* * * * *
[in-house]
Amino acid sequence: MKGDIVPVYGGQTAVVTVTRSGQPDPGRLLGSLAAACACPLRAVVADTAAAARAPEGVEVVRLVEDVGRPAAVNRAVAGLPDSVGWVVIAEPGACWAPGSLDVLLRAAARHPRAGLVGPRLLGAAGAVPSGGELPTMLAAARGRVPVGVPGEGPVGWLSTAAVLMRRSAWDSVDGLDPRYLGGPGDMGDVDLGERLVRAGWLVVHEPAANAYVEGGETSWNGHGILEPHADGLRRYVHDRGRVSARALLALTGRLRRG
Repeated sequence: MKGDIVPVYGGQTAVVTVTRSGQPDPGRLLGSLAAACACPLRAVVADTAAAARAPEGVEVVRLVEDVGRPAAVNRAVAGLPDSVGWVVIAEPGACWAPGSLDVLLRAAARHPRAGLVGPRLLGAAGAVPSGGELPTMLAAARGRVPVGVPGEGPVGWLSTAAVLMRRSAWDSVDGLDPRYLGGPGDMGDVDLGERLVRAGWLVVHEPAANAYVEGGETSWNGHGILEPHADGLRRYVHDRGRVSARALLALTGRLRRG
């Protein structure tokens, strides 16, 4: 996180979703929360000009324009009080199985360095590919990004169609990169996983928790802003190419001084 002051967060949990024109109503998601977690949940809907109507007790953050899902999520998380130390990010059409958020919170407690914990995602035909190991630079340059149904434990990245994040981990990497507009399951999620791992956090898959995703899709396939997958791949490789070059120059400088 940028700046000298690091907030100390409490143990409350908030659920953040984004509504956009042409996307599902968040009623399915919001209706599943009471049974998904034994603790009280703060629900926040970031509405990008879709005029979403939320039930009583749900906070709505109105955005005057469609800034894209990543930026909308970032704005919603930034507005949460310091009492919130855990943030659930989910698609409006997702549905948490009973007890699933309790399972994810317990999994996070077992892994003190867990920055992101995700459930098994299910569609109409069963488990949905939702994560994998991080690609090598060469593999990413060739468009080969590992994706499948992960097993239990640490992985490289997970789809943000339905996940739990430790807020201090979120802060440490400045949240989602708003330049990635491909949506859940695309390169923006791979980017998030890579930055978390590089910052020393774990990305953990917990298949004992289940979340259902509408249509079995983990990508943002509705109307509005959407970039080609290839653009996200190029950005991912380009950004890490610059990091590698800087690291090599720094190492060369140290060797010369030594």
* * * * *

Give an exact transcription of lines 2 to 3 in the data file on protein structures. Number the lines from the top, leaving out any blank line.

Amino acid sequence: MKGDIVPVYGGQTAVVTVTRSGQPDPGRLLGSLAAACACPLRAVVADTAAAARAPEGVEVVRLVEDVGRPAAVNRAVAGLPDSVGWVVIAEPGACWAPGSLDVLLRAAARHPRAGLVGPRLLGAAGAVPSGGELPTMLAAARGRVPVGVPGEGPVGWLSTAAVLMRRSAWDSVDGLDPRYLGGPGDMGDVDLGERLVRAGWLVVHEPAANAYVEGGETSWNGHGILEPHADGLRRYVHDRGRVSARALLALTGRLRRG
Repeated sequence: MKGDIVPVYGGQTAVVTVTRSGQPDPGRLLGSLAAACACPLRAVVADTAAAARAPEGVEVVRLVEDVGRPAAVNRAVAGLPDSVGWVVIAEPGACWAPGSLDVLLRAAARHPRAGLVGPRLLGAAGAVPSGGELPTMLAAARGRVPVGVPGEGPVGWLSTAAVLMRRSAWDSVDGLDPRYLGGPGDMGDVDLGERLVRAGWLVVHEPAANAYVEGGETSWNGHGILEPHADGLRRYVHDRGRVSARALLALTGRLRRG